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From: Sailesh Panchang <spanchang02@yahoo.com>
Date: Fri, 25 Jan 2013 06:17:54 -0800 (PST)
Message-ID: <1359123474.50625.YahooMailClassic@web125005.mail.ne1.yahoo.com>
To: 'WCAG' <w3c-wai-gl@w3.org>, "w3c-wai-pf@w3.org" <w3c-wai-pf@w3.org>
Look at it this way:
If the index to a book contained only:
Chapter: Horses
Chapter: Dogs
Chapter: Birds

Would that be useful or would
Chapter 1: Horses
Chapter 2: Dogs
Chapter 3: Birds
be more useful?

One could say go to chapter 3 or in chapter 3  there is bla bla bla.
Likewise, if one navigated by landmark roles  and the role had the same name as the text in an h<n> tag at the start of that landmark region, then what value is the author really adding?
Headings properly marked up expose structure and most screen reader users (Webaim survey) rely on heading navigation a lot.
One uses landmark navigation for a completely different reason. The landmarks are a generic structure and one will find a role=main / search /etc. on any page but Horses for sale' will be specific to a Web page and is already being exposed by the h<n> tag in the example that triggered my first comment 2 days ago.
So if the section or article element used an aria-label= 1 / 2 / 3 or some similar label, the user might be able to determine there are n sections under the heading 'Horses for sale' for instance. And that might be useful. 
If the landmark role and h<n> tag is exposing the same stuff  then the developer will do himself a service by cutting the code and spare users too from repetitive content.
Regardless of which navigation technique I used, if I heard the same stuff, I'll simply stop using one of them.
And it will not be h-navigation.
> simple use case is where a heading has been used within a widget, that adequately describes the function of the widget.
So what you call a used case maybe one but one that real users will seldom find useful and simply wonder why does this thing repeat stuff all over the place.
That is one of the underlying theme for WCAG 2' HTML H2 technique: avoid duplication. 
Thanks and regards,
Sailesh Panchang

--- On Wed, 1/23/13, Joshue O Connor <joshue.oconnor@cfit.ie> wrote:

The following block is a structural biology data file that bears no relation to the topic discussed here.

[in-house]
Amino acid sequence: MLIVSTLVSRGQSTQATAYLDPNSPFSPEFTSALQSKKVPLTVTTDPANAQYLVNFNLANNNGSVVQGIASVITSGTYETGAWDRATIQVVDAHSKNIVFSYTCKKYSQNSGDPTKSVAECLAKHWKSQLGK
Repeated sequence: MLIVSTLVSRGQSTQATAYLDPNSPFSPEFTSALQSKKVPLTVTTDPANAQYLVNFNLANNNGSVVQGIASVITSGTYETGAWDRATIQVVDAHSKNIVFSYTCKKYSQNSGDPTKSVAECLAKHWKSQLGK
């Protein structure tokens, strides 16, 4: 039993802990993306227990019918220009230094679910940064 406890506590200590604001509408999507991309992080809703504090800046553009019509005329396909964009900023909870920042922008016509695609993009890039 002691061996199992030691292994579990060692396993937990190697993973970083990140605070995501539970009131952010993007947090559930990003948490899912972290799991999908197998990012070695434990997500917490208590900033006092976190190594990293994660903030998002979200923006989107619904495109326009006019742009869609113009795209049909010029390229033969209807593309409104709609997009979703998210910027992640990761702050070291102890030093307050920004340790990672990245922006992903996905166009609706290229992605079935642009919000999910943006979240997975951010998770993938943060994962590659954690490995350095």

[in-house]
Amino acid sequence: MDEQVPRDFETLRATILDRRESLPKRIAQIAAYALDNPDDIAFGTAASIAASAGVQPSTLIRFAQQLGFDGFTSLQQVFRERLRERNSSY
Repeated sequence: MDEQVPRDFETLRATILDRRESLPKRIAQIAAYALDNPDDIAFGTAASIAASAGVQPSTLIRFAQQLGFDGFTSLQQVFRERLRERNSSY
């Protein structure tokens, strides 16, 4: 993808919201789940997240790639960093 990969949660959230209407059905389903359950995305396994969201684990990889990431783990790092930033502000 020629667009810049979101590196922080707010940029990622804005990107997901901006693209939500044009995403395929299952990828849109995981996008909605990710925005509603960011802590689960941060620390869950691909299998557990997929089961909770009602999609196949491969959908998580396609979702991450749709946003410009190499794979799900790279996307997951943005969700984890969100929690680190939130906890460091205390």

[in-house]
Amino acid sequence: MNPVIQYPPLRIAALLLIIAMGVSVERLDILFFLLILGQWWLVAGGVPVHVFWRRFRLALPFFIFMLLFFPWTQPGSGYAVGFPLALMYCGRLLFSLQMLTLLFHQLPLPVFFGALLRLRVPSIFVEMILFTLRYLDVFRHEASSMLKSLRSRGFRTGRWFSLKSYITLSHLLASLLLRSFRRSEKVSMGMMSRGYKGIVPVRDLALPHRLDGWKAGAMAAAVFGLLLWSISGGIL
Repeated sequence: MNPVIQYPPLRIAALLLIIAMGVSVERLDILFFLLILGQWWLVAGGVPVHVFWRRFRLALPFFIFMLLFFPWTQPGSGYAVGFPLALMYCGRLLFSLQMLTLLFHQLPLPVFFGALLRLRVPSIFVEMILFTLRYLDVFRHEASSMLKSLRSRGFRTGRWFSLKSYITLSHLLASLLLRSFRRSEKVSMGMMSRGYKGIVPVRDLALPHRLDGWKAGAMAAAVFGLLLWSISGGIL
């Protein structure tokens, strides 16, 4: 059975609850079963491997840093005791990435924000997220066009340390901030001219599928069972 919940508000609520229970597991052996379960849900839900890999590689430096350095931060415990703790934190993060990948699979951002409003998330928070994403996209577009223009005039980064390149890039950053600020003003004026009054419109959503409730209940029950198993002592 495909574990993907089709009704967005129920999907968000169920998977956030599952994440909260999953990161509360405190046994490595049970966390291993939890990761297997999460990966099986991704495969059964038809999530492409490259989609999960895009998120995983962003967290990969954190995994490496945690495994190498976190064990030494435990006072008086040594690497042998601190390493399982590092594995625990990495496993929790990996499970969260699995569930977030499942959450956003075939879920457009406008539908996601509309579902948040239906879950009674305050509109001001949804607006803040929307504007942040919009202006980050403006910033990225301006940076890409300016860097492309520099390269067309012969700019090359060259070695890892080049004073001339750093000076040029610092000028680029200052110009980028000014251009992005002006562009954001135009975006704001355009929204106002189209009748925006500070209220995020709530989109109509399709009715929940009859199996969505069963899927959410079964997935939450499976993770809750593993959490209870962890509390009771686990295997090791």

From: Joshue O Connor <joshue.oconnor@cfit.ie>
To: "Sailesh Panchang" <spanchang02@yahoo.com>
Cc: "'WCAG'" <w3c-wai-gl@w3.org>, "w3c-wai-pf@w3.org" <w3c-wai-pf@w3.org>
Date: Wednesday, January 23, 2013, 4:05 PM

Sailesh Panchang wrote:
> I look at this code and wonder what one is trying to accomplish:
> Use ARIA for the sake of using it?
> Heading tags expose structure and one can use them  suitably to do so.
> If the regions marked by aria roles has the  same labels as the content of an h-tag, what is one accomplishing?
> These are useless for sighted users anyway.
> For assistive technology users (mainly vision impaired ones) this is plain duplication.
> It is more useful if the label text described what  one sees visually but is not available by other markup, like
> <ul role="navigation" aria-label="secondary">
> So when one tells me go to the secondary navigation or main navigation, I know what they refer to.
> If someone were to say go to the 'Horses on Sale' or 'Mares' sections, I can do so easily using h-navigation.
> The code sample below  is unnecessary code I think.

Thanks for the feedback. OTTOMH, A simple use case is where a heading has been used within a widget, that adequately describes the function of the widget. Therefore the user has both a possible landmark labelled with aria-labelledby if there is an existing heading, as well as the heading itself. It's a valid usecase to my mind.


Received on Friday, 25 January 2013 14:18:22 UTC

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